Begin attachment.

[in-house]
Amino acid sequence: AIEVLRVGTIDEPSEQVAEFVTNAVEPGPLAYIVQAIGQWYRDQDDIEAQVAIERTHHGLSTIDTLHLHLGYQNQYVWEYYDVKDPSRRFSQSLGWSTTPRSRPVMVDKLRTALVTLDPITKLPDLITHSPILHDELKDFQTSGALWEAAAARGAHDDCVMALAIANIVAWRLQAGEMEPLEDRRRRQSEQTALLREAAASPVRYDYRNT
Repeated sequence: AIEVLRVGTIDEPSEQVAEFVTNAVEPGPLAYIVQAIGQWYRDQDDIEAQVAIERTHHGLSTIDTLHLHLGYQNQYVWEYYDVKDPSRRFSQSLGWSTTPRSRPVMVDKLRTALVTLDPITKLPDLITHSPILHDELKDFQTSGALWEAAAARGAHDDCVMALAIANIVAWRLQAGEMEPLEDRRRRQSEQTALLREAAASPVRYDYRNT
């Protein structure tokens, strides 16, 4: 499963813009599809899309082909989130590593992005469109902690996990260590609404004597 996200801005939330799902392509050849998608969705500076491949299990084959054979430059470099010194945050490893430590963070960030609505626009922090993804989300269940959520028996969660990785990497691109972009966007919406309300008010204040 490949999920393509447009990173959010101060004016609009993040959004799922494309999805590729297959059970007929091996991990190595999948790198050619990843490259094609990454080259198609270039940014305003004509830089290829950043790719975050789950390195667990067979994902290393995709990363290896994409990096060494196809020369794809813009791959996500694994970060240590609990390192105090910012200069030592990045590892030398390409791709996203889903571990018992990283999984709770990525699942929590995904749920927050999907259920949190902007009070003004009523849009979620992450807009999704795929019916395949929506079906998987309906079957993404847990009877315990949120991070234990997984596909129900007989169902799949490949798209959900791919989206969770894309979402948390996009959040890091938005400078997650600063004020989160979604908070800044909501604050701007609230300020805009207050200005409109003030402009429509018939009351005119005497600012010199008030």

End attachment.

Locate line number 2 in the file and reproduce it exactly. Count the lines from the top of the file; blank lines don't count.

Amino acid sequence: AIEVLRVGTIDEPSEQVAEFVTNAVEPGPLAYIVQAIGQWYRDQDDIEAQVAIERTHHGLSTIDTLHLHLGYQNQYVWEYYDVKDPSRRFSQSLGWSTTPRSRPVMVDKLRTALVTLDPITKLPDLITHSPILHDELKDFQTSGALWEAAAARGAHDDCVMALAIANIVAWRLQAGEMEPLEDRRRRQSEQTALLREAAASPVRYDYRNT